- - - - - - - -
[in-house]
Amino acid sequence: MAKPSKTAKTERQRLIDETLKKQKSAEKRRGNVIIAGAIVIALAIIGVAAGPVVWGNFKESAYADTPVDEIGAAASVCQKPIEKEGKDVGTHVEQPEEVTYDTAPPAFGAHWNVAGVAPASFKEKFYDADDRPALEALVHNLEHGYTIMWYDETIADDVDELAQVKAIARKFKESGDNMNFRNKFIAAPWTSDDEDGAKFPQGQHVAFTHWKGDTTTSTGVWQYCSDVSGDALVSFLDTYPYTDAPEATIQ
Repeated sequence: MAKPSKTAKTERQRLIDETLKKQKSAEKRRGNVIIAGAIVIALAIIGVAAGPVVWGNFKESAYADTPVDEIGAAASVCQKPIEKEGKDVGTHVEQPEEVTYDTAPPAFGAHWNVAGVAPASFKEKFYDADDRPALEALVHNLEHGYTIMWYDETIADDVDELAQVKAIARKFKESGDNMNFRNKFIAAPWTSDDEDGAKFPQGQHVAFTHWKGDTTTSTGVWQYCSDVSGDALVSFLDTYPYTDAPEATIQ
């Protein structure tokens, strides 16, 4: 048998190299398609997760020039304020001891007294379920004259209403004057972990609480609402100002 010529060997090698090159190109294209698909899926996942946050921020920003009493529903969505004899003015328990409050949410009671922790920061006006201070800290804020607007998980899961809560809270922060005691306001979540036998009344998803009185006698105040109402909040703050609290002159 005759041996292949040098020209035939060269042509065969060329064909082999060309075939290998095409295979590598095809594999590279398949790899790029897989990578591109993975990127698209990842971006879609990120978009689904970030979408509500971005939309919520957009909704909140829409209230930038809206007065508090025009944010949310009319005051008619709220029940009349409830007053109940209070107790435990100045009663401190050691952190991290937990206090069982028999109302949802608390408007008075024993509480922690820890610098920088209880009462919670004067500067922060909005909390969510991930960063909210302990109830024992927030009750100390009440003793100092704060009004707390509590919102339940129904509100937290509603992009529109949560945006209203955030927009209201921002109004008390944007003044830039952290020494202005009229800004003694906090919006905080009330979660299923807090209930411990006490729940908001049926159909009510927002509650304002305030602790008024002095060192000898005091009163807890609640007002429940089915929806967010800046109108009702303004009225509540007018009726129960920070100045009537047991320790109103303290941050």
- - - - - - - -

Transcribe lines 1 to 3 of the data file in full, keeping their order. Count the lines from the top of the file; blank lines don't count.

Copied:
[in-house]
Amino acid sequence: MAKPSKTAKTERQRLIDETLKKQKSAEKRRGNVIIAGAIVIALAIIGVAAGPVVWGNFKESAYADTPVDEIGAAASVCQKPIEKEGKDVGTHVEQPEEVTYDTAPPAFGAHWNVAGVAPASFKEKFYDADDRPALEALVHNLEHGYTIMWYDETIADDVDELAQVKAIARKFKESGDNMNFRNKFIAAPWTSDDEDGAKFPQGQHVAFTHWKGDTTTSTGVWQYCSDVSGDALVSFLDTYPYTDAPEATIQ
Repeated sequence: MAKPSKTAKTERQRLIDETLKKQKSAEKRRGNVIIAGAIVIALAIIGVAAGPVVWGNFKESAYADTPVDEIGAAASVCQKPIEKEGKDVGTHVEQPEEVTYDTAPPAFGAHWNVAGVAPASFKEKFYDADDRPALEALVHNLEHGYTIMWYDETIADDVDELAQVKAIARKFKESGDNMNFRNKFIAAPWTSDDEDGAKFPQGQHVAFTHWKGDTTTSTGVWQYCSDVSGDALVSFLDTYPYTDAPEATIQ